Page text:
3. Details of St Patrick's connection with County Down, including a paragraph on Struell Wells.
  4. Sites providing general information on holy wells in Ireland.

20 Comments:

Blogger Dale said...

(o)

7:52 am  
Blogger chuck said...

A breath of air...and a splash of water...and a journey through time.

10:33 am  
Blogger Endment said...

I am caught up in your wonderful description of your experience of the place and the timelessness of the spot... Felt I could almost experience it through your eyes

12:07 pm  
Blogger leslee said...

What a wonderful way to celebrate the solstice!

1:58 pm  
Blogger rdl said...

Sounds great! wish i was there!

2:46 pm  
Blogger MB said...

(o)

6:09 pm  
Blogger Brenda said...

I needed this, Mary. How luscious and beautiful and clear and pure the water and the intent to heal at this spot, these springs. You describe it so beautifully and the photographs are filled with presence that I felt I was with you...

6:25 pm  
Blogger Jean said...

Magical.

8:15 pm  
Blogger Sky said...

thank you for such interesting discoveries! :)

11:45 pm  
Blogger zhoen said...

Wanna go.

And I would drink it as well.

12:29 am  
Blogger herhimnbryn said...

Mary,
Thankyou for this. I was 'there' in the tangible silence.
I think you were celebrating 'you'.
I wonder how many woman over the centuries have bathed there?

1:34 am  
Blogger LJ said...

Narrow country path?
I'd walk on nails to get there. And certainly, M...like you, I'd drink the water.
Thank you especially for this walk.

1:34 am  
Blogger Patry Francis said...

You are such a healing presence, Mary. I hope the water you drank blesses you in unexpected ways.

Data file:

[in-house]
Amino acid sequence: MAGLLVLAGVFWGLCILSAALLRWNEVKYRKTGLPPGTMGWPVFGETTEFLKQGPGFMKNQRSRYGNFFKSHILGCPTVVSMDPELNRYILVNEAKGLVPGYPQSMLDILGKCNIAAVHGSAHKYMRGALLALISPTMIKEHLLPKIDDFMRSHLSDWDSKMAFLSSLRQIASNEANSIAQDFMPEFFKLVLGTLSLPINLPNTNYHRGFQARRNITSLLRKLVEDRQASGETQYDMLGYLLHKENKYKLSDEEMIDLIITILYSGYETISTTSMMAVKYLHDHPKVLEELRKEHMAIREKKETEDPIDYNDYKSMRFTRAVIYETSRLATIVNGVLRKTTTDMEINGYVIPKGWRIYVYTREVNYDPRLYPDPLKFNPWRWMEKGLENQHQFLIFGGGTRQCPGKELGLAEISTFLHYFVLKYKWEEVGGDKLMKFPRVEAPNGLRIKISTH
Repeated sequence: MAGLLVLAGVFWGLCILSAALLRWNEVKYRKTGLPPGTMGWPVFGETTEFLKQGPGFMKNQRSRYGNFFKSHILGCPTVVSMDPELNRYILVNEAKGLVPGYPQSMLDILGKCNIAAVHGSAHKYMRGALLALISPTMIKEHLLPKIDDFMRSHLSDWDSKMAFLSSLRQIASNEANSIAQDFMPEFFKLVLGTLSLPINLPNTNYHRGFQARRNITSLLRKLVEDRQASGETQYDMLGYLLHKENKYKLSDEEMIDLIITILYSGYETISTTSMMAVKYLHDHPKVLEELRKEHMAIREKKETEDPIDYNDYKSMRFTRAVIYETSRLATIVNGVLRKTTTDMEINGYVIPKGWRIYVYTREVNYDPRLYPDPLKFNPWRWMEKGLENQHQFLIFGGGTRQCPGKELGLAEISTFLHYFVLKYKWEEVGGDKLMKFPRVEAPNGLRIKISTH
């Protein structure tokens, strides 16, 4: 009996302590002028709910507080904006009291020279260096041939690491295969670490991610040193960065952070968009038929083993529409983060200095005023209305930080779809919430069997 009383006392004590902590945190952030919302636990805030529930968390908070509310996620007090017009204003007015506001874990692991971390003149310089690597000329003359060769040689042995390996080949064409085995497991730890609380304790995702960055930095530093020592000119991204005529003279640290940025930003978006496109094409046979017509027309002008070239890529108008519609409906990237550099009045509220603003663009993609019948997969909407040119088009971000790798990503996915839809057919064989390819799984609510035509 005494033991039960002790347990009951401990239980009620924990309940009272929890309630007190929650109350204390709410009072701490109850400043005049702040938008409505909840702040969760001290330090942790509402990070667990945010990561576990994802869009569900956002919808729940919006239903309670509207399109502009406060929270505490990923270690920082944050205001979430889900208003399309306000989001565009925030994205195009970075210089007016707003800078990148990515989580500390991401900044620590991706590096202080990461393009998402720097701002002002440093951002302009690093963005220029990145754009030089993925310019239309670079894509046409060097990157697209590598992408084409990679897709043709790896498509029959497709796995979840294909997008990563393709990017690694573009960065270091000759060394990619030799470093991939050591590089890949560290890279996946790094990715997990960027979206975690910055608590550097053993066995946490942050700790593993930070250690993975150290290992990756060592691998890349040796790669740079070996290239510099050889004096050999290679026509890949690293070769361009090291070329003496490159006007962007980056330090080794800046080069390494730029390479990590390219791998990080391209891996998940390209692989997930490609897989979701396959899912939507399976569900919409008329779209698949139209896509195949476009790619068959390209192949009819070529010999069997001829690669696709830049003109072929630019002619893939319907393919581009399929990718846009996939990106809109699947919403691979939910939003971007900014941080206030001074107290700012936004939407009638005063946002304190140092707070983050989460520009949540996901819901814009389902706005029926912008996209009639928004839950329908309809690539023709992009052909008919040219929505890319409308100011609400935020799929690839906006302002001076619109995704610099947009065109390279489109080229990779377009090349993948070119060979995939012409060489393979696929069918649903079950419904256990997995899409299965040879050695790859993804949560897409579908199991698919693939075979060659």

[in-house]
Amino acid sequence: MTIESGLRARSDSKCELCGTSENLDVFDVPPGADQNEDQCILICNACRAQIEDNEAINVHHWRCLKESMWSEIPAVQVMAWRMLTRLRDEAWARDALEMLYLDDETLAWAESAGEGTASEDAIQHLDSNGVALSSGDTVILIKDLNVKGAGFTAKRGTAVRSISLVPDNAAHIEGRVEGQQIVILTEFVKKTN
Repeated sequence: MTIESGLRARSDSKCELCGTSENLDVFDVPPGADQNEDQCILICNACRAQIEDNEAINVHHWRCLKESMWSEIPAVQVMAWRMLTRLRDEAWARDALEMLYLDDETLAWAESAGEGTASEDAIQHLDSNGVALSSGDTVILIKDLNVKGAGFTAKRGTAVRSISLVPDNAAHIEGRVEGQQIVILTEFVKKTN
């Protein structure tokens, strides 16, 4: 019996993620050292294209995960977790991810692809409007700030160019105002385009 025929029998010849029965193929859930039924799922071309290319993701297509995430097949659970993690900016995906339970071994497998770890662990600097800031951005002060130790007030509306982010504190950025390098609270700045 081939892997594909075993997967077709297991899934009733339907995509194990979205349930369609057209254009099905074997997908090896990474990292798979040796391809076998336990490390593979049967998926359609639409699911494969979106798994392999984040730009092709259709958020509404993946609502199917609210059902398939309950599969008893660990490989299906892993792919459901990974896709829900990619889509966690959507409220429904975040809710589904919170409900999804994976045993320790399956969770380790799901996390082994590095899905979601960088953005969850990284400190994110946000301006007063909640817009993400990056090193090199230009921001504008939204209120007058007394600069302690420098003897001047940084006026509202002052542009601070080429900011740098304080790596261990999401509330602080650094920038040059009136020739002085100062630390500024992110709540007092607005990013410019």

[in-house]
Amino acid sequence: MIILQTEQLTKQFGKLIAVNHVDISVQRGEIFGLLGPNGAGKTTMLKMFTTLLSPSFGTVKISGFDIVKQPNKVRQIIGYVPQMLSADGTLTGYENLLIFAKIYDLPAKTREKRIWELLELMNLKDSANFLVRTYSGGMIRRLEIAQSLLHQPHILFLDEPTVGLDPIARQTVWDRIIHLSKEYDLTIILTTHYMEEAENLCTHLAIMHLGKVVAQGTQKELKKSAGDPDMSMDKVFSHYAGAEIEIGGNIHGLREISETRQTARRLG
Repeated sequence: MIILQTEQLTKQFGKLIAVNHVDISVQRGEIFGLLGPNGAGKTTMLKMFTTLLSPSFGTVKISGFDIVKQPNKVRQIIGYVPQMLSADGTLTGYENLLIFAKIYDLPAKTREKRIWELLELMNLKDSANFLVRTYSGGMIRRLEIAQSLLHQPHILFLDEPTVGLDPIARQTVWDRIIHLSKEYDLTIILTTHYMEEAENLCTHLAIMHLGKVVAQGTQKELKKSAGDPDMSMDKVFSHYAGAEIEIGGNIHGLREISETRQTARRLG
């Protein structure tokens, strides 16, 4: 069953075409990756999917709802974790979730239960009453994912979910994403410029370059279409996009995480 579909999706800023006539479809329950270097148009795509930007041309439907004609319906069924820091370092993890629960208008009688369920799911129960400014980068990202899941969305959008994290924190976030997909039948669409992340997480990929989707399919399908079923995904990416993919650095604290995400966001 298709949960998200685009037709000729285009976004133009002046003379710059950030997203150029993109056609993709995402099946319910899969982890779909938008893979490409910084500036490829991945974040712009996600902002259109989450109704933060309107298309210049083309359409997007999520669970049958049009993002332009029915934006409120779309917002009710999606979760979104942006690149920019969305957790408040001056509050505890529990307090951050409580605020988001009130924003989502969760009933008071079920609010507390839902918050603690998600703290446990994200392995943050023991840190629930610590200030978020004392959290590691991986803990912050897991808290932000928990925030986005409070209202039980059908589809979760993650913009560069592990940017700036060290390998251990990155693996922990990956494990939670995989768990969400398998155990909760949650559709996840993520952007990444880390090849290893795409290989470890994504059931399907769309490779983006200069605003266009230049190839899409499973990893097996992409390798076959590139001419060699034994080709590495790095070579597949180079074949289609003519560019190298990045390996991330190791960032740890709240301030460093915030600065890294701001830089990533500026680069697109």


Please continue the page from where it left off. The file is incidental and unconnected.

4:30 am  
Blogger Mary said...

Thank you all so much for the comments. I really wanted to share this experience ..... thank you for responding.

7:18 am  
Blogger starnitesky said...

Sounds like a wonderful healing

6:41 pm  
Blogger Michael Manning said...

Mary: This was great! It reminded me of Bulgaria. When a construction crew unexpectedly digs and finds ruins from centuries ago, they stop and call in the Archeologists. In one instance, they re-routed an entire expressway around an ancient performance arena that is now used today for outdoor performances!

7:22 pm  
Blogger Mary said...

Starnitesky, Michael. Thank you both!

7:42 am  
Blogger phlegmfatale said...

Such a restorative tonic, this visit must have been.

1:16 am  
Blogger Horse Racing Syndicate Member said...

although I now live in Shropshire this is my home area. My father was actualy born in one of the tumbledown house beside the wells. It is truly an atmosheric valley and one I always visit often alone during my visits to East Down. It is a clear indicator that we are here but for a fraction of time. areas like this are here for the duration.
The word Struell is drived drom the Irish meaning the land of the streams

10:51 am  
Blogger Colin John said...

This water is very safe for human consumption. However, because the authorities have not added chemicals, this is the reason they claim it is unsafe. They can not say it is safe incase someone gets sick while drinking it. I have been drinking it for years and just love it. I bottle it and take it home for all the family.

10:43 pm